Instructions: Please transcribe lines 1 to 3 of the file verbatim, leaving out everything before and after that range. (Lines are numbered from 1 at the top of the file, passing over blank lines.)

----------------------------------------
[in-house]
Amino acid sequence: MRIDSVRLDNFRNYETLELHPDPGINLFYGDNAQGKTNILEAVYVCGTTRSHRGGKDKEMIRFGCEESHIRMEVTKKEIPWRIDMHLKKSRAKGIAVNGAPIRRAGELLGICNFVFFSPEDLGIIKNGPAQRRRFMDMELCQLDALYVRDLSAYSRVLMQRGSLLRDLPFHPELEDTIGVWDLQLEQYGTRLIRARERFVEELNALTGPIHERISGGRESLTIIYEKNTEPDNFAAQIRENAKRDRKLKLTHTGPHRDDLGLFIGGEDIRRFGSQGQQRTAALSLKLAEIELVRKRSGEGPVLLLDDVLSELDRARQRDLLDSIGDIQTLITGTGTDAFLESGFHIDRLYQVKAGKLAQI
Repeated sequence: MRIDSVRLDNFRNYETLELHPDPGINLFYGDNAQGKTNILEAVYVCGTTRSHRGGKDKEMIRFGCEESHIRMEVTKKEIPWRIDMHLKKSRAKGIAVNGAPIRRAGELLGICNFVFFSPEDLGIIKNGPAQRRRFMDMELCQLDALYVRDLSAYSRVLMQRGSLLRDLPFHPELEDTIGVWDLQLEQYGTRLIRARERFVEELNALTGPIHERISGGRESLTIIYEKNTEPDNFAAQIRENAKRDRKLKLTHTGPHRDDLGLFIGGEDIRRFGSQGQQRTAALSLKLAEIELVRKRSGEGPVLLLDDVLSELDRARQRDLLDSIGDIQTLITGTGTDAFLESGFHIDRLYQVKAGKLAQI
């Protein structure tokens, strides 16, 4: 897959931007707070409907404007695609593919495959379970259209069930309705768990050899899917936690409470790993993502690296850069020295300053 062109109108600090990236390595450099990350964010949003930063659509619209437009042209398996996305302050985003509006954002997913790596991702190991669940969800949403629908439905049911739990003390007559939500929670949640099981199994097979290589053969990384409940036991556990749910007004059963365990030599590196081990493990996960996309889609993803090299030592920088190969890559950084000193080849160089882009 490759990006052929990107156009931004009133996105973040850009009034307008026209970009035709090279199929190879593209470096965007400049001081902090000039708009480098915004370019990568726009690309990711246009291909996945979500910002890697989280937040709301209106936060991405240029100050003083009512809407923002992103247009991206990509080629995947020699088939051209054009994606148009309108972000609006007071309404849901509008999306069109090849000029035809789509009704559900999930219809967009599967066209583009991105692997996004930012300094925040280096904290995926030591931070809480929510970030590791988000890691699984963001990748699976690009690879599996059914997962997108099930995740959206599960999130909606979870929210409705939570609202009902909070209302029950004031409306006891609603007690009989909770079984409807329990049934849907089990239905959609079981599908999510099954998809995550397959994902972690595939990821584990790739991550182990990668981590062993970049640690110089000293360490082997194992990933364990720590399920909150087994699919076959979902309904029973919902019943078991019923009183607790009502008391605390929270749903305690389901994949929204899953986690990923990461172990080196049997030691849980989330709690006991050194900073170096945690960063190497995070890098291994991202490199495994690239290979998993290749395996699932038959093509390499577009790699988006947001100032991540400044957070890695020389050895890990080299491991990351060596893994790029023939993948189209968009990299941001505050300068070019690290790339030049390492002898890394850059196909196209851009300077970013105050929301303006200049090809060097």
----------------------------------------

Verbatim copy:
[in-house]
Amino acid sequence: MRIDSVRLDNFRNYETLELHPDPGINLFYGDNAQGKTNILEAVYVCGTTRSHRGGKDKEMIRFGCEESHIRMEVTKKEIPWRIDMHLKKSRAKGIAVNGAPIRRAGELLGICNFVFFSPEDLGIIKNGPAQRRRFMDMELCQLDALYVRDLSAYSRVLMQRGSLLRDLPFHPELEDTIGVWDLQLEQYGTRLIRARERFVEELNALTGPIHERISGGRESLTIIYEKNTEPDNFAAQIRENAKRDRKLKLTHTGPHRDDLGLFIGGEDIRRFGSQGQQRTAALSLKLAEIELVRKRSGEGPVLLLDDVLSELDRARQRDLLDSIGDIQTLITGTGTDAFLESGFHIDRLYQVKAGKLAQI
Repeated sequence: MRIDSVRLDNFRNYETLELHPDPGINLFYGDNAQGKTNILEAVYVCGTTRSHRGGKDKEMIRFGCEESHIRMEVTKKEIPWRIDMHLKKSRAKGIAVNGAPIRRAGELLGICNFVFFSPEDLGIIKNGPAQRRRFMDMELCQLDALYVRDLSAYSRVLMQRGSLLRDLPFHPELEDTIGVWDLQLEQYGTRLIRARERFVEELNALTGPIHERISGGRESLTIIYEKNTEPDNFAAQIRENAKRDRKLKLTHTGPHRDDLGLFIGGEDIRRFGSQGQQRTAALSLKLAEIELVRKRSGEGPVLLLDDVLSELDRARQRDLLDSIGDIQTLITGTGTDAFLESGFHIDRLYQVKAGKLAQI